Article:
Monitoring of ‘ua‘u addressed at public event for telescop

August 27, 2010

PUKALANI – A public hearing on a draft plan to monitor the endangered ‘ua’u, or Hawaiian petrel, during the construction of a 143-foot-tall telescope on Haleakala drew about 20 people Monday night.

But only one person spoke up at the hearing at the Mayor Hannibal Tavares Community Center in Pukalani.

Charles Villalon, a former officer with the state Department of Land and Natural Resources’ Division of Conservation and Resources Enforcement, focused his comments on who the National Science Foundation would hire to oversee monitoring activities for the petrels during the telescope construction and not how the habitat conservation plan would be carried out.

Villalon, who works as a zoning inspector with the county Department of Planning, suggested that the foundation train island residents for the work and not bring in employees from the Mainland.

“Give our people a chance,” Villalon said. “It has to be local people.”

The foundation is seeking an “incidental take license” from the Board of Land and Natural Resources, recognizing the possibility that petrels might be harmed during construction of the planned Advanced Technology Solar Telescope atop Haleakala. The telescope is designed to study the sun and its potential impacts on Earth and human technology. Construction for the estimated $300 million project could begin this fall and continue for seven years.

The draft habitat conservation plan and incidental take license are available for public review at the Wailuku Public Library or online at in the announcements section.

Written testimony will be accepted through Sept. 8. Comments may be addressed to: Habitat Conservation Planning Associate, Department of Land and Natural Resources, Division of Forestry and Wildlife, 1151 Punchbowl St., Room 325, Honolulu 96813.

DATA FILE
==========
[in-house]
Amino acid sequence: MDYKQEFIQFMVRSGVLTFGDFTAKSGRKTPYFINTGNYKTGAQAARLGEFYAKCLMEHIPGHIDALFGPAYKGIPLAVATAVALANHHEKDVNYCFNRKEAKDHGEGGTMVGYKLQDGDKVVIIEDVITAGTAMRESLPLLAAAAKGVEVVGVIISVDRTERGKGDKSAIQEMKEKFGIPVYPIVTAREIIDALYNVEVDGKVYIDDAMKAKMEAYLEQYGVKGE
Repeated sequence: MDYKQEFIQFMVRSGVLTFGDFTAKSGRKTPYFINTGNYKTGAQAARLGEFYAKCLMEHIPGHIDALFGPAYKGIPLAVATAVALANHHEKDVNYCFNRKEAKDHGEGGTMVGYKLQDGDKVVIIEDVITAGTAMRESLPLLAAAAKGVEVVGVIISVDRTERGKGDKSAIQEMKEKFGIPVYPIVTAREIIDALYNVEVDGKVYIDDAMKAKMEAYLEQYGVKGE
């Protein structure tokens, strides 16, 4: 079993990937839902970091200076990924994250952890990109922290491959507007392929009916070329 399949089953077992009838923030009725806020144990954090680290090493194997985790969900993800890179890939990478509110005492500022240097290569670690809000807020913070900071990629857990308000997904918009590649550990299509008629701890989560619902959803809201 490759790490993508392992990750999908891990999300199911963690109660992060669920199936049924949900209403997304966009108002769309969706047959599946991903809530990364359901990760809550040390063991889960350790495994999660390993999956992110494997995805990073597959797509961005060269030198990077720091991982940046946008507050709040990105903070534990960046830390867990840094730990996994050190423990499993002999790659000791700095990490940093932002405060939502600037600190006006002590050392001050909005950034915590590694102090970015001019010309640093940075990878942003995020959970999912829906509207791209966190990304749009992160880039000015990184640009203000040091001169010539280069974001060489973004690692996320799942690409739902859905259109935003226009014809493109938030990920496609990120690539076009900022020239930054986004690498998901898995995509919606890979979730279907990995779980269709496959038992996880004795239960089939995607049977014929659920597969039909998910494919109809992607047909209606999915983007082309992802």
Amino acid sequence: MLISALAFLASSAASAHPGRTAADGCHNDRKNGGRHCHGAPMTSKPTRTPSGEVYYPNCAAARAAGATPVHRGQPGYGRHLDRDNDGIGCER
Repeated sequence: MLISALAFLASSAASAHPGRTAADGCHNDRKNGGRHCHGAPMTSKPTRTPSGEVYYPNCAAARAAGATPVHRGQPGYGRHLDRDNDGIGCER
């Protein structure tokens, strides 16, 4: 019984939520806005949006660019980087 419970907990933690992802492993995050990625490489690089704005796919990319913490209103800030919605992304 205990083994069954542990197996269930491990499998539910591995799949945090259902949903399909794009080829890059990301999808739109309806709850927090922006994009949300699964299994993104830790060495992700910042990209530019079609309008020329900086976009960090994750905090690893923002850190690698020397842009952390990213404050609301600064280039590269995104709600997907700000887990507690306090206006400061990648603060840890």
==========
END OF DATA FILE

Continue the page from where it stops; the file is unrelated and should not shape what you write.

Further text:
The plan addresses the “take” of the Hawaiian petrel (Pterodroma sandwichensis). It outlines measures to minimize, avoid, mitigate and monitor impacts on the bird as well as measures to recover a bird if it were injured or placed in harm’s way during the telescope’s construction.

The proposed license calls for a 10-year term and allows for the foundation to take no more than 35 petrels – 30 fledglings and five adults – on state land near the summit and telescope site.

Foundation officials will be responsible for monitoring the construction and its impact on the ‘ua’u, documenting the birds’ survival and reproductive successes and the establishment of new burrows. Searches for the petrels and burrows in and around the construction site would be done once a week, according to the plan, and would be subject to change as needed.

The search and recovery of the Hawaiian petrels would take place within a 180-foot perimeter of the telescope site, the area in which birds could fall or bump into buildings or equipment during construction.

Once public review of the plan is completed, the document would return to an Endangered Species Recovery Committee, which is made up of an advisory body of biologists. The panel would then send comments to the BLNR for approval and action by the department.